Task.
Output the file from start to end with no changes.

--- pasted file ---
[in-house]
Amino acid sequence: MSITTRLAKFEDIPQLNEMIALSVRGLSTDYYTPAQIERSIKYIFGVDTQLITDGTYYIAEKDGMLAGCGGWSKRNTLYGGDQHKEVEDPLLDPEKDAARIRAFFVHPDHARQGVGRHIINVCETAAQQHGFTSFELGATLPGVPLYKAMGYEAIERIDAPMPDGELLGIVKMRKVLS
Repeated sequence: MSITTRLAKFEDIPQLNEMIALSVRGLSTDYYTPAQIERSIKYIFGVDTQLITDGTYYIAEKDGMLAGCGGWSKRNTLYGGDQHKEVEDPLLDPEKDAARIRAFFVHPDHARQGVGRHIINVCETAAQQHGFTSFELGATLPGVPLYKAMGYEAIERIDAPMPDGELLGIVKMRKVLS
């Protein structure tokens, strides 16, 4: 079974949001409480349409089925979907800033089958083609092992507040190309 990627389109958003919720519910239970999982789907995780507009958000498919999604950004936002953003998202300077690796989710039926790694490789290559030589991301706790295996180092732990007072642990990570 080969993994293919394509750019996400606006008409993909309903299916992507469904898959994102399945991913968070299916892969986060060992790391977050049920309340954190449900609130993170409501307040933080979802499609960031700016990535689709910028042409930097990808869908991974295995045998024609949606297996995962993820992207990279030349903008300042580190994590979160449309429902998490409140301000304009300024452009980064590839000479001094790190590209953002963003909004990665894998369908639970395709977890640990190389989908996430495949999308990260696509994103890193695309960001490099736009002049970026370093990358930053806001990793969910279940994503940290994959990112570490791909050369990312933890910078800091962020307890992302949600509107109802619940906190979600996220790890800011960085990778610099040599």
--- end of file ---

[in-house]
Amino acid sequence: MSITTRLAKFEDIPQLNEMIALSVRGLSTDYYTPAQIERSIKYIFGVDTQLITDGTYYIAEKDGMLAGCGGWSKRNTLYGGDQHKEVEDPLLDPEKDAARIRAFFVHPDHARQGVGRHIINVCETAAQQHGFTSFELGATLPGVPLYKAMGYEAIERIDAPMPDGELLGIVKMRKVLS
Repeated sequence: MSITTRLAKFEDIPQLNEMIALSVRGLSTDYYTPAQIERSIKYIFGVDTQLITDGTYYIAEKDGMLAGCGGWSKRNTLYGGDQHKEVEDPLLDPEKDAARIRAFFVHPDHARQGVGRHIINVCETAAQQHGFTSFELGATLPGVPLYKAMGYEAIERIDAPMPDGELLGIVKMRKVLS
């Protein structure tokens, strides 16, 4: 079974949001409480349409089925979907800033089958083609092992507040190309 990627389109958003919720519910239970999982789907995780507009958000498919999604950004936002953003998202300077690796989710039926790694490789290559030589991301706790295996180092732990007072642990990570 080969993994293919394509750019996400606006008409993909309903299916992507469904898959994102399945991913968070299916892969986060060992790391977050049920309340954190449900609130993170409501307040933080979802499609960031700016990535689709910028042409930097990808869908991974295995045998024609949606297996995962993820992207990279030349903008300042580190994590979160449309429902998490409140301000304009300024452009980064590839000479001094790190590209953002963003909004990665894998369908639970395709977890640990190389989908996430495949999308990260696509994103890193695309960001490099736009002049970026370093990358930053806001990793969910279940994503940290994959990112570490791909050369990312933890910078800091962020307890992302949600509107109802619940906190979600996220790890800011960085990778610099040599």